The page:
Jim Peebles is a giant of science. He was studying physical cosmology long before it was considered a serious, quantitative branch of physics, and has done much to establish its respectability. Peebles also has contributed a great deal to the thinking about dark matter and dark energy.

Jim Peebles

Legendary physical cosmologist Jim Peebles makes a point during a lecture at the University of Washington May 19, 2015. Photo: Greg Scheiderer.

Peebles, the Albert Einstein Professor of Science emeritus at Princeton University, gave a lecture titled “Fifty Years of the Cosmic Microwave Background” recently at the University of Washington.

“The last 50 years have seen a truly transformative advance in our understanding of the world around us,” Peebles noted in opening the talk. He explained that the idea of the Big Bang had been bouncing around for a while, and in the early 1960s folks were setting out to prove it as fact. Peebles was a research associate with Bob Dickie at Princeton, and the two of them advanced the idea of the cosmic microwave background. Along with research associates Peter Roll and Dave Wilkinson, they built a microwave radiometer to detect the signature of a hot Big Bang.

Little did they know that the evidence had already been spotted and measured.

Several years earlier, Bell Telephone Laboratories in New Jersey had done an experiment in communication using microwave radiation.

“This was an important forerunner to the sight of our students wandering around campus staring at their cell phones,” Peebles quipped. The experiment also found a lot of background radiation despite the best engineering efforts to eliminate it. By 1963 Bob Wilson and Arno Penzias at Bell wanted to use the technology to do radio astronomy, but they needed to solve the problem of the system noise.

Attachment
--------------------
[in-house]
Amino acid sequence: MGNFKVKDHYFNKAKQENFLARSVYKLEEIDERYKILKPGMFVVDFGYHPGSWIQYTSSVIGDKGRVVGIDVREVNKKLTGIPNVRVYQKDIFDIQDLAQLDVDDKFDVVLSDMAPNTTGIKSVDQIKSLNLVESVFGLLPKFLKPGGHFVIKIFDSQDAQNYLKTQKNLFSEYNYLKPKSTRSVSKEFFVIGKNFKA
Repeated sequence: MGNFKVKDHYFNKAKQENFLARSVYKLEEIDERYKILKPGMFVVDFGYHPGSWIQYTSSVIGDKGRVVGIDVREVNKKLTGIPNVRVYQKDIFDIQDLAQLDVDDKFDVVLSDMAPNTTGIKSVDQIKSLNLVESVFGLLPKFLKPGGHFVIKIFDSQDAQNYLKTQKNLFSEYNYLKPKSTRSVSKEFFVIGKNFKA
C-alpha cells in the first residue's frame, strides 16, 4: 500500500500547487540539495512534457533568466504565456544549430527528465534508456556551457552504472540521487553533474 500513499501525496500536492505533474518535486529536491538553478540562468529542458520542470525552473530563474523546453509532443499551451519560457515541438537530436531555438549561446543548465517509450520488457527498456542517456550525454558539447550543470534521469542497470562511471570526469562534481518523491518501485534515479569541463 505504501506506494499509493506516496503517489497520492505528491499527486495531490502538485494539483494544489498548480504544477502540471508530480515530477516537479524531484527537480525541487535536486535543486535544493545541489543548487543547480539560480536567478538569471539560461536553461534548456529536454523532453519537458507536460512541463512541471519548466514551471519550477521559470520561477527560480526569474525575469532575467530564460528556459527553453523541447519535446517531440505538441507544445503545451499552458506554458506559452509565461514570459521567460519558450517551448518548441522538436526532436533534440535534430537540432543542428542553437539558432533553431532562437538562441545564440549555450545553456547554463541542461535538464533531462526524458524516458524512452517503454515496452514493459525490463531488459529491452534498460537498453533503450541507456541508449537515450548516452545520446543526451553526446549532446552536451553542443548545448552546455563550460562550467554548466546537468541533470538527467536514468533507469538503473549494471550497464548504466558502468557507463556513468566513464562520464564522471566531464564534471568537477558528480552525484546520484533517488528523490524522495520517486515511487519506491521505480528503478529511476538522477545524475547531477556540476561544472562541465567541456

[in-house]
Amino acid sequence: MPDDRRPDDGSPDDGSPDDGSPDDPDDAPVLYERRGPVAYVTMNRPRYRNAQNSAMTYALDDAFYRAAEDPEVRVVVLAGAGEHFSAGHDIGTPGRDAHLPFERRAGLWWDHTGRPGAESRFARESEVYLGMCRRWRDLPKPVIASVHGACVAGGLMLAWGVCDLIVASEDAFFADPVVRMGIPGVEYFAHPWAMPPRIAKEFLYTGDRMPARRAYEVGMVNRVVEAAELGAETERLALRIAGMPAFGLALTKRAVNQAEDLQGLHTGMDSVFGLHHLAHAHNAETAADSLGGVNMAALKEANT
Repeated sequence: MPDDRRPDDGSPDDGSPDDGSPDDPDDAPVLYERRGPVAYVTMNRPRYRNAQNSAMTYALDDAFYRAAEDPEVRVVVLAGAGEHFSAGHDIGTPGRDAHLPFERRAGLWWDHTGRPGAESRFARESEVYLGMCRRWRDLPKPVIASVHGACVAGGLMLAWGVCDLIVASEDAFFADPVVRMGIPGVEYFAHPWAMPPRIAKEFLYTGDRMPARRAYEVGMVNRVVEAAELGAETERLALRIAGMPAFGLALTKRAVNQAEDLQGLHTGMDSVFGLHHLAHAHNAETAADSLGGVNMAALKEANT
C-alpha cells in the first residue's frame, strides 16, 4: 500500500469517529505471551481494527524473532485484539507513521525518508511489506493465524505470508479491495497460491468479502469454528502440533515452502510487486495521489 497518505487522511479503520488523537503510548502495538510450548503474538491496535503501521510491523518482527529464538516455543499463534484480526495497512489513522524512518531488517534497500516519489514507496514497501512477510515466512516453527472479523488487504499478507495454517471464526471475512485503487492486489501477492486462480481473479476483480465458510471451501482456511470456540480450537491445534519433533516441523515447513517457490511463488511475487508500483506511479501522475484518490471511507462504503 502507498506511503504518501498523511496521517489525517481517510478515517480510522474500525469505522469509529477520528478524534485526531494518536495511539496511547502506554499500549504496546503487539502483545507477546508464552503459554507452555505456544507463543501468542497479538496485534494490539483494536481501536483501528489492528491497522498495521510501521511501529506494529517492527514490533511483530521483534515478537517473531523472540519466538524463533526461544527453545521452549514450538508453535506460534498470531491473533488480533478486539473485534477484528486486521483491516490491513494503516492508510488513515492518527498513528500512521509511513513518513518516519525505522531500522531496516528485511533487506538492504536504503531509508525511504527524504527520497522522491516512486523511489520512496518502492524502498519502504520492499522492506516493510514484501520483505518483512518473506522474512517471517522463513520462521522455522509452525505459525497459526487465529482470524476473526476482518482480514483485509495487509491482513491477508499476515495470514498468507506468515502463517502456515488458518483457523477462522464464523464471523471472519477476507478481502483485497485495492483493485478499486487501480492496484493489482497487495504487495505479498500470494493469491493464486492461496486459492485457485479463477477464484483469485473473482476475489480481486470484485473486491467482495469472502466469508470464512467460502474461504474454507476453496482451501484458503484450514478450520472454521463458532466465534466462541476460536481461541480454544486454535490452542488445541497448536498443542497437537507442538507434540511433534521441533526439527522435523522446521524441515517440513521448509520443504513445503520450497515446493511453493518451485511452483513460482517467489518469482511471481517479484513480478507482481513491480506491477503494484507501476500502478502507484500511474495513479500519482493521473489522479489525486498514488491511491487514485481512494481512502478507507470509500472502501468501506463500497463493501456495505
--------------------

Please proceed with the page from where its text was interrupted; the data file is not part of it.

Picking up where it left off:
“The Bell people had this constant irritation,” Peebles said. “They were getting more radiation than they expected from their communications experiments.”

It must be the CMB

Peebles had already been doing lectures about the possibility of the cosmic microwave background. By 1964 the Bell folks and the Princeton people got together. Peebles and Dickie figured that the system noise plaguing Wilson and Penzias was actually the cosmic microwave background.

“We had the possibility of a great discovery,” Peebles recalled. “We already knew right away that this was something new. That was exciting because you have a new phenomenon, something new to measure, and something new to make theories about.”

Measuring to prove it

The measurement piece took a quarter century, and was accomplished with spectacular precision by two experiments just months apart in 1990: NASA’s Cosmic Background Explorer (COBE) satellite, headed by John Mather of the Goddard Space Flight Center and George Smoot of Berkeley, and a rocket-borne experiment launched by Herb Gush of the University of British Columbia, along with Mark Halpern and Ed Wishnow. Both projects, in development for about 15 years, made measurements that meshed perfectly with the theoretical predictions for the cosmic microwave background.

COBE all-sky map

COBE all-sky map. Image: NASA.

“It’s a glorious piece of evidence, I would say an iconic piece, that shows tangibly that the universe had to have evolved from a different state, because this is a thermal spectrum,” Peebles marveled. “Our universe as it is now is transparent for this radiation. There is no way it could force the radiation to relax to this thermal equilibrium. The universe had to have evolved from a state in which it was dense and hot enough to have relaxed to equilibrium and then expanded away from it.”

Interestingly, this is a tale of “missed it by that much” when it comes to Nobel Prizes. Dickie, Peebles, and the Princeton team were well on their way to making the measurement when they learned that Wilson and Penzias had already stumbled across it. The latter two won the Nobel in 1978 for their work. Mather and Smoot won the Nobel in 2006 for their COBE measurements, but Gush may have beaten them to it had it not been for equipment troubles that delayed the launch of his experiment.